When will humans land on the sun?

After spending hours and hours on the NASA website researching an answer to your question, I finally have come to a date. Never.

It’s not the surface of the sun you have to worry about, but the corona, which I managed to photograph during the eclipse of 2017 in Missouri. Not the best shot but here it is. The corona is even hotter than the sun. We’re not exactly sure why that is, but you’ve got to get through that before you get to the surface! In this picture, taken with a cheap cannon digital camera with a cheap telephoto lens, the moon is blocking the sun. Slight pink marks at the edge are solar flares that were taking place during the eclipse. The white stuff is called the corona. Essentially, this is the sun’s atmosphere. You’re going to burn up there before you reach the burning surface!

How many earth years would it take to travel to the sun?

The New Horizons space craft set a record at 36,000 miles per hour, the fastest spaceship relative to Earth ever achieved. The sun is 94 million miles away, so if you divide 94 million by 36,000 mph you come up with 2666.67 hours, or 111.111 days. That’s about 3 months and 21 days, round out to 4 months to be safe.

However, you can’t just launch a space ship from Earth directly at the sun and expect to go 36,000 mph. New Horizon’s speed was achieved through slinging around planets, what we call “gravity assist.” Your sun bound space craft would begin slowly and take a very long time to reach the sun.

If it took the Apollo astronauts 3 days to go 250,000 miles to the moon. At that speed it would take just over 3 years to reach the sun.


Is it possible to build an outpost between Earth and Mars?

By looking at the illustration below, you would think so! Earth and Mars are so close, why not build an outpost between to make it easier to go there!solarsystem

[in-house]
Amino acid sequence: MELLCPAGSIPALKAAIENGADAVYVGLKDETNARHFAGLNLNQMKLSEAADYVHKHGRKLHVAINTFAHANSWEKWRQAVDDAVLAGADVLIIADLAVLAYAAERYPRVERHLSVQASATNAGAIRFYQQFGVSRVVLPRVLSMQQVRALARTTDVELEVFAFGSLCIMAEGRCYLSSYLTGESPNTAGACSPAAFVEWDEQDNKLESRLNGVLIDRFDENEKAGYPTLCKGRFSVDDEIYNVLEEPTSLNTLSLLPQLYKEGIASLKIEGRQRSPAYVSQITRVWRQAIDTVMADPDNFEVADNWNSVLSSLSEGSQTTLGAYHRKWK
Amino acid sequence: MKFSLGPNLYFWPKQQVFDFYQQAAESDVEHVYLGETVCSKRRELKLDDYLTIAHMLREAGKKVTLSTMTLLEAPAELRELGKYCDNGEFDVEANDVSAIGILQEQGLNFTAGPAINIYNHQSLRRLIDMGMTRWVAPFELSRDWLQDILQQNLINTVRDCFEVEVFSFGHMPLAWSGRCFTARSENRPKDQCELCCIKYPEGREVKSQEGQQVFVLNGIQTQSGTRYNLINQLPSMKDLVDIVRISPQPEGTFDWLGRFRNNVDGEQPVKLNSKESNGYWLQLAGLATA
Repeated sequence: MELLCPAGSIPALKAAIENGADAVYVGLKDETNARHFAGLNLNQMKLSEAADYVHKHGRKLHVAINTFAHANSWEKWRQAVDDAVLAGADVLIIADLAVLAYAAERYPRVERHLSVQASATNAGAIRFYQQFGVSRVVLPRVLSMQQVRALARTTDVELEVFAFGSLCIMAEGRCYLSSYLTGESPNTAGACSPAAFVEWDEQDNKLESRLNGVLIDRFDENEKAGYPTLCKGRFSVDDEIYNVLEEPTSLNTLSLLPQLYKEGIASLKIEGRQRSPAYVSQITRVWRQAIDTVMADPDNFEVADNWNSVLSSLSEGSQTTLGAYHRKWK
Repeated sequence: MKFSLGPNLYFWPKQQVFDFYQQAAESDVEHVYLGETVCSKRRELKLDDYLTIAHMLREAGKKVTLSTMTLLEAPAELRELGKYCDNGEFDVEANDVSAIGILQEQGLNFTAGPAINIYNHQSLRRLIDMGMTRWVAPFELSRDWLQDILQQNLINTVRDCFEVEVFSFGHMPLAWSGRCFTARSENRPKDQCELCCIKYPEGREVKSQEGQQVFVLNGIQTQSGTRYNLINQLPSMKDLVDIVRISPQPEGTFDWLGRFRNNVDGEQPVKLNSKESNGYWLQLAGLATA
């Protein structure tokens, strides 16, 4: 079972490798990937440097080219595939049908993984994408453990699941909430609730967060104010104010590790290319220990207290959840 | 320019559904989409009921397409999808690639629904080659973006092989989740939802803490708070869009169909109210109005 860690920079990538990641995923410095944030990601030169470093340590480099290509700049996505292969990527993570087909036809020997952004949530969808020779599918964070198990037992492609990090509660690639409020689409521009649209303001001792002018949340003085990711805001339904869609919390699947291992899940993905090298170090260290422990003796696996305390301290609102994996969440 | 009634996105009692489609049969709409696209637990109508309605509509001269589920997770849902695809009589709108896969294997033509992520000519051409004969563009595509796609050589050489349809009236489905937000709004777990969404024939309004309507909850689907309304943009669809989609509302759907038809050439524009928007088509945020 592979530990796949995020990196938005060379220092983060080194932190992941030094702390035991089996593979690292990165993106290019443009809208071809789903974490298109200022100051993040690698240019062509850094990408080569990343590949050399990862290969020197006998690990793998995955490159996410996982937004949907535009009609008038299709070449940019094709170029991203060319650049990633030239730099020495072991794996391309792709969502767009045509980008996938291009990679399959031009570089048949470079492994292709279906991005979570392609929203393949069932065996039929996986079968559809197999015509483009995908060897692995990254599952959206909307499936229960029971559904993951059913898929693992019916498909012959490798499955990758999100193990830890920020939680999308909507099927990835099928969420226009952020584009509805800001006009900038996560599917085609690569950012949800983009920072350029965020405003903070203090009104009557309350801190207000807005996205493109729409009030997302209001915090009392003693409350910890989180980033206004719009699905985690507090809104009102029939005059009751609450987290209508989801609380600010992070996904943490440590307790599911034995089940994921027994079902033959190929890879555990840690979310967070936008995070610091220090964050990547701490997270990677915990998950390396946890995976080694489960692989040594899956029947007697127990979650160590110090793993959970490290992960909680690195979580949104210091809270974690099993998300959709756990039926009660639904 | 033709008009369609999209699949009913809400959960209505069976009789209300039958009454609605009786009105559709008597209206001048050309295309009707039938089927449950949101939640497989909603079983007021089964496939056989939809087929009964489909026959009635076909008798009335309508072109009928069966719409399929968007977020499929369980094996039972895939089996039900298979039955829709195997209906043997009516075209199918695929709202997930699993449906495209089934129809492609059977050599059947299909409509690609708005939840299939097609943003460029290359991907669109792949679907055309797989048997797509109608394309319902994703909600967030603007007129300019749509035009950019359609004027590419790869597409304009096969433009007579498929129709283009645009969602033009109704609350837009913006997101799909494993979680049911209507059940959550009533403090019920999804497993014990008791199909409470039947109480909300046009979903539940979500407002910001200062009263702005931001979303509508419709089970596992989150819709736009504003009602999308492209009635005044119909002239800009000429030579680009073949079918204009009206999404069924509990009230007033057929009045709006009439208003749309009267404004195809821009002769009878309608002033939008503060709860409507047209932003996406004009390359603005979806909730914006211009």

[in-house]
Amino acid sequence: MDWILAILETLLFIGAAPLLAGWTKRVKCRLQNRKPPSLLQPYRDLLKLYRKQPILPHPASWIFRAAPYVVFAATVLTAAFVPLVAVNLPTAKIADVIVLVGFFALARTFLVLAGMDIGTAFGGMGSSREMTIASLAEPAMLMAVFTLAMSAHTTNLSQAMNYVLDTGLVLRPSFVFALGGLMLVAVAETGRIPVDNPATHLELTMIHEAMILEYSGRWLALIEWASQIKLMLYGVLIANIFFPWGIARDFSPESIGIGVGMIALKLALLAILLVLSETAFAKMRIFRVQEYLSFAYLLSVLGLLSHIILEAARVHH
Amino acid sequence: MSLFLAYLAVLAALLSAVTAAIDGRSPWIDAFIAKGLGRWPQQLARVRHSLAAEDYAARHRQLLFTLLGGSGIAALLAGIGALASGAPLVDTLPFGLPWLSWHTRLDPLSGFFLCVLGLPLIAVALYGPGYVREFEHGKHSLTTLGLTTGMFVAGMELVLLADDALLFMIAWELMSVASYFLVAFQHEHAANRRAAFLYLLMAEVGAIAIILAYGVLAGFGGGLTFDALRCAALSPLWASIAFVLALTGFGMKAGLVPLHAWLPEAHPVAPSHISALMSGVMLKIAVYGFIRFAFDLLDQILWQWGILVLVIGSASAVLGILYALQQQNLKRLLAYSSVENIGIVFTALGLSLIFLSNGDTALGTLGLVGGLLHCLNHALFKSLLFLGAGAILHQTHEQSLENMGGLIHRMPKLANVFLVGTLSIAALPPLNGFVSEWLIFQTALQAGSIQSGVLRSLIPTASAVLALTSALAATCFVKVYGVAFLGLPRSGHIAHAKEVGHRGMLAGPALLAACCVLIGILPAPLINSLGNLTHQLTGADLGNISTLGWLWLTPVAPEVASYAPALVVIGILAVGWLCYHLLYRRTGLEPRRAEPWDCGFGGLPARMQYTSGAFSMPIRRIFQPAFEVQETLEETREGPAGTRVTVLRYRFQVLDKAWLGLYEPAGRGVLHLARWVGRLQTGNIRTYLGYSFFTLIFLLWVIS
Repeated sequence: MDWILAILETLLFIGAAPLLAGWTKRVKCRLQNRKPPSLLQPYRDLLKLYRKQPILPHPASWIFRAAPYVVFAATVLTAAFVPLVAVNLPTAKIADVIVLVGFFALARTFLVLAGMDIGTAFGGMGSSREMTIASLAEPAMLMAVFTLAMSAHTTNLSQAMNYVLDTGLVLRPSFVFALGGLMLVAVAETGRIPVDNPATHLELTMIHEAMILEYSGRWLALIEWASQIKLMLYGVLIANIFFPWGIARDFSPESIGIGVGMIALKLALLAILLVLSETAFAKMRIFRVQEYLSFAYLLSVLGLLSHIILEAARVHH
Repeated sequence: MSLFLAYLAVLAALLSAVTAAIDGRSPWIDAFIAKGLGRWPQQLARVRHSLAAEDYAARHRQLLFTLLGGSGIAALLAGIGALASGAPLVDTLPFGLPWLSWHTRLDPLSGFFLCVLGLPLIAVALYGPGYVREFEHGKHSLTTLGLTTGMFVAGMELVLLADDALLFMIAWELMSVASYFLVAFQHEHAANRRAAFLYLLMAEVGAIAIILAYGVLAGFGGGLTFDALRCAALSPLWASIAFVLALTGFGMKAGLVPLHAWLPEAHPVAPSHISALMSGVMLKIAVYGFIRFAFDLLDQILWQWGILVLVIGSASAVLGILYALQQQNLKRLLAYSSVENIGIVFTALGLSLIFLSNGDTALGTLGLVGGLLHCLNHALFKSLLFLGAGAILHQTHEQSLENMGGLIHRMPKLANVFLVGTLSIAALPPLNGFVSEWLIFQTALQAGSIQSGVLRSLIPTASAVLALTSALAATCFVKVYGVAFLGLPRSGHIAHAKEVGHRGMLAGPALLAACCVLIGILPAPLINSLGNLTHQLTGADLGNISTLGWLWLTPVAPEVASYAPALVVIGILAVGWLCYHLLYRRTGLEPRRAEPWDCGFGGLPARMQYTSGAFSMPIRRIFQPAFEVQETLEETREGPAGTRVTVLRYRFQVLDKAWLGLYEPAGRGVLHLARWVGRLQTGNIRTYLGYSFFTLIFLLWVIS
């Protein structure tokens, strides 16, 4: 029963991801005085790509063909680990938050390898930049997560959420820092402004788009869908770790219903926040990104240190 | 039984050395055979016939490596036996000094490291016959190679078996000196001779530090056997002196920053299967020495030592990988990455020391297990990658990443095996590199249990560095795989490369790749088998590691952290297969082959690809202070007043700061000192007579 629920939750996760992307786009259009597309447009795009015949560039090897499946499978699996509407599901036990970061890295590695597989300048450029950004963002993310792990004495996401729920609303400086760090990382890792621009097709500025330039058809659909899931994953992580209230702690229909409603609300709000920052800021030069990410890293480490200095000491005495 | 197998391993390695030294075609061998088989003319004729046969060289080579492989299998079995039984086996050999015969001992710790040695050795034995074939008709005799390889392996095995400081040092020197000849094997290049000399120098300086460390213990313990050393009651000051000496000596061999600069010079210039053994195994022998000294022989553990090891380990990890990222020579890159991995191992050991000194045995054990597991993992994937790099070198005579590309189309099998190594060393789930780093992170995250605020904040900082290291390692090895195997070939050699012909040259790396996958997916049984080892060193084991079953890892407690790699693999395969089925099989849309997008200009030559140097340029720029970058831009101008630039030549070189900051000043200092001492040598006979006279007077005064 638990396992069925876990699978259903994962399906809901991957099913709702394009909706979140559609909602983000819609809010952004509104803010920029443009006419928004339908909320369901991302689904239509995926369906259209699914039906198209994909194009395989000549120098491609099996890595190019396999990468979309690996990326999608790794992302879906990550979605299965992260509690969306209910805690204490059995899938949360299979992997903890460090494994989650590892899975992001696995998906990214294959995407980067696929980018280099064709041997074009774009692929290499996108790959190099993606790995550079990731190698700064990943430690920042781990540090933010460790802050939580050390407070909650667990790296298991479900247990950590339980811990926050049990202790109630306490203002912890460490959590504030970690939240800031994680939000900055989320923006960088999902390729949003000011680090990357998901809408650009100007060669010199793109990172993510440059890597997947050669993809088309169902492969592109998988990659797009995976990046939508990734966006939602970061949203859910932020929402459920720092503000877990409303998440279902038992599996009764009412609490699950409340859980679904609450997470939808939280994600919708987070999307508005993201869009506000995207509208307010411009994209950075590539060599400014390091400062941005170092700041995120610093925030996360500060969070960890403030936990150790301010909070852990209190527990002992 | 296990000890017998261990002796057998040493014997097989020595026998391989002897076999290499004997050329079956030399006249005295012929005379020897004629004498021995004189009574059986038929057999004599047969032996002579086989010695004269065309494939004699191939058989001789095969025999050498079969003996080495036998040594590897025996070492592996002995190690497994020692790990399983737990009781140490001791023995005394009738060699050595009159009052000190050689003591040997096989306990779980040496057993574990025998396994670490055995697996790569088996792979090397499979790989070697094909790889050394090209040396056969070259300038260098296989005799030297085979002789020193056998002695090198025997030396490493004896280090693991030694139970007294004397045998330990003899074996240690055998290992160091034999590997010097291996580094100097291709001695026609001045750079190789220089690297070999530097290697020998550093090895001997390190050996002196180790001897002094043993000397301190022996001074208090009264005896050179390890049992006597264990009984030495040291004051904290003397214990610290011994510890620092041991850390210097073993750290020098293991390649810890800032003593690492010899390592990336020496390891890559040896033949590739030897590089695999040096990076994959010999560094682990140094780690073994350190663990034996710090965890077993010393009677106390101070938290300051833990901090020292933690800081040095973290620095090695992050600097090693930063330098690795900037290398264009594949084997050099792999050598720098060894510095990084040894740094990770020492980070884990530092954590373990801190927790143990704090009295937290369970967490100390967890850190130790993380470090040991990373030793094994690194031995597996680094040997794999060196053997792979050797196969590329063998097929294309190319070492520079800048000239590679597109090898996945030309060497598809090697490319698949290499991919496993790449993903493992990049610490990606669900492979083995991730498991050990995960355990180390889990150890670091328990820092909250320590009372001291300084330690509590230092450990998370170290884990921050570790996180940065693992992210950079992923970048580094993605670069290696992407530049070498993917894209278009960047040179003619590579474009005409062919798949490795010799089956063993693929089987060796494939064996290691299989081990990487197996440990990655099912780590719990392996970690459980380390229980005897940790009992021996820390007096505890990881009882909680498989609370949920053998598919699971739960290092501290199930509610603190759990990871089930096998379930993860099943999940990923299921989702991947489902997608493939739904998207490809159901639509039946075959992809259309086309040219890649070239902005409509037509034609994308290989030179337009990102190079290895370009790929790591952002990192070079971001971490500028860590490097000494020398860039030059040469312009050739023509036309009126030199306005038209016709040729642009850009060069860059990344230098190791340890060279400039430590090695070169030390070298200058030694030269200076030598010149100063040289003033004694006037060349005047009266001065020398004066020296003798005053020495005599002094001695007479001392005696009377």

Unfortunately, this image only shows us the relative distances the planets have from the sun. Actually, Earth orbits the sun faster than Mars because Earth is closer to the sun. The closer to the sun, the faster the orbit. The further from the sun, the slower the orbit.

This means that sometimes the two planets are close together and other times they’re on opposite sides of the Sun.

If you could somehow position an outpost so it stayed midway between the two planets then as the planets move to opposite the sun from each other where would the outpost go? Into the sun!

You couldn’t have that! The best you could do is put an outpost in orbit around the sun, between Earth and Mars, but then the outpost would have the same problem for both Earth and Mars. Sometimes the outpost would be near one planet or the other and sometimes it would be on the opposite side of the sun. It would be very rare to find all three of them lined up in a row like stepping stones.

Now another idea might be to have an outpost orbiting Earth, way out in space halfway the distance to Mars. It could work, but it would take a long time to orbit Earth at that distance. It wouldn’t remain stationary. It would be in orbit, albeit a fairly slow one. Sometimes it will be on the opposite side of the Earth from Mars, being of no use. Such an orbit would be influenced by the orbit of Earth’s moon, and by Mars itself, throwing it off orbit, and would be inherently unstable.

So if somebody thinks we might one day build such an outpost to make going to the planet Mars easier, that idea wouldn’t work too well.